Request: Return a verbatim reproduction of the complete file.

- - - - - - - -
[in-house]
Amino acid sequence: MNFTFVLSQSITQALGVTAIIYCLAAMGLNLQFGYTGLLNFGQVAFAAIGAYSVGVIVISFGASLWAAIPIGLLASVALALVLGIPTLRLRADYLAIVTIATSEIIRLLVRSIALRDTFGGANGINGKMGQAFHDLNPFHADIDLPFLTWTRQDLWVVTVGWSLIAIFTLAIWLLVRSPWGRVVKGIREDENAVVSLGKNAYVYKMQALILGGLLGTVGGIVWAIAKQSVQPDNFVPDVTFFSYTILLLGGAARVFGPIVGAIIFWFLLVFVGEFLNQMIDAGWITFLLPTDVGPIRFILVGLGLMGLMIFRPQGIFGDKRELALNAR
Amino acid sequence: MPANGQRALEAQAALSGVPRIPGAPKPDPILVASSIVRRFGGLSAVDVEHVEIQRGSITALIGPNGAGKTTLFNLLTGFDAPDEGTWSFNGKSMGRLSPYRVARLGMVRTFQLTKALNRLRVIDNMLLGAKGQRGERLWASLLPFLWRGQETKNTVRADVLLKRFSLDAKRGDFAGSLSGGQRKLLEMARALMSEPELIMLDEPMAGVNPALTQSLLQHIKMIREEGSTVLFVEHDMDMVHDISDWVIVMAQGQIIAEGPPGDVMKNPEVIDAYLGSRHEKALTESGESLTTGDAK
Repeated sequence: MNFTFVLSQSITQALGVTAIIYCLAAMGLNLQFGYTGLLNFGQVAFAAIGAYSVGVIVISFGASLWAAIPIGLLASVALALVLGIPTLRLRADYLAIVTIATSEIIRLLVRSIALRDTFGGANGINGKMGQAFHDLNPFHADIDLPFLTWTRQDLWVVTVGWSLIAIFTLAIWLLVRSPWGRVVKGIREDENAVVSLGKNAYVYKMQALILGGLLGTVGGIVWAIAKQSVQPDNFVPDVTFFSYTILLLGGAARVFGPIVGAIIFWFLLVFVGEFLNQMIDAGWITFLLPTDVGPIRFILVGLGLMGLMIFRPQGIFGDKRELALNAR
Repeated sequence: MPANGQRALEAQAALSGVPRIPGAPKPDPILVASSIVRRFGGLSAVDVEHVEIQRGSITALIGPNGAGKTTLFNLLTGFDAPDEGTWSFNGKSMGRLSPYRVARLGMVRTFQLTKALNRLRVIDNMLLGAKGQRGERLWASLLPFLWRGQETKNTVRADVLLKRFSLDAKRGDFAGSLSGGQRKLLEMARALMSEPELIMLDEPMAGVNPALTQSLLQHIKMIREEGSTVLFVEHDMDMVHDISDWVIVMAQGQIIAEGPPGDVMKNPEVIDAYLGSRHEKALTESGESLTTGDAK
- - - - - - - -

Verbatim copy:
[in-house]
Amino acid sequence: MNFTFVLSQSITQALGVTAIIYCLAAMGLNLQFGYTGLLNFGQVAFAAIGAYSVGVIVISFGASLWAAIPIGLLASVALALVLGIPTLRLRADYLAIVTIATSEIIRLLVRSIALRDTFGGANGINGKMGQAFHDLNPFHADIDLPFLTWTRQDLWVVTVGWSLIAIFTLAIWLLVRSPWGRVVKGIREDENAVVSLGKNAYVYKMQALILGGLLGTVGGIVWAIAKQSVQPDNFVPDVTFFSYTILLLGGAARVFGPIVGAIIFWFLLVFVGEFLNQMIDAGWITFLLPTDVGPIRFILVGLGLMGLMIFRPQGIFGDKRELALNAR
Amino acid sequence: MPANGQRALEAQAALSGVPRIPGAPKPDPILVASSIVRRFGGLSAVDVEHVEIQRGSITALIGPNGAGKTTLFNLLTGFDAPDEGTWSFNGKSMGRLSPYRVARLGMVRTFQLTKALNRLRVIDNMLLGAKGQRGERLWASLLPFLWRGQETKNTVRADVLLKRFSLDAKRGDFAGSLSGGQRKLLEMARALMSEPELIMLDEPMAGVNPALTQSLLQHIKMIREEGSTVLFVEHDMDMVHDISDWVIVMAQGQIIAEGPPGDVMKNPEVIDAYLGSRHEKALTESGESLTTGDAK
Repeated sequence: MNFTFVLSQSITQALGVTAIIYCLAAMGLNLQFGYTGLLNFGQVAFAAIGAYSVGVIVISFGASLWAAIPIGLLASVALALVLGIPTLRLRADYLAIVTIATSEIIRLLVRSIALRDTFGGANGINGKMGQAFHDLNPFHADIDLPFLTWTRQDLWVVTVGWSLIAIFTLAIWLLVRSPWGRVVKGIREDENAVVSLGKNAYVYKMQALILGGLLGTVGGIVWAIAKQSVQPDNFVPDVTFFSYTILLLGGAARVFGPIVGAIIFWFLLVFVGEFLNQMIDAGWITFLLPTDVGPIRFILVGLGLMGLMIFRPQGIFGDKRELALNAR
Repeated sequence: MPANGQRALEAQAALSGVPRIPGAPKPDPILVASSIVRRFGGLSAVDVEHVEIQRGSITALIGPNGAGKTTLFNLLTGFDAPDEGTWSFNGKSMGRLSPYRVARLGMVRTFQLTKALNRLRVIDNMLLGAKGQRGERLWASLLPFLWRGQETKNTVRADVLLKRFSLDAKRGDFAGSLSGGQRKLLEMARALMSEPELIMLDEPMAGVNPALTQSLLQHIKMIREEGSTVLFVEHDMDMVHDISDWVIVMAQGQIIAEGPPGDVMKNPEVIDAYLGSRHEKALTESGESLTTGDAK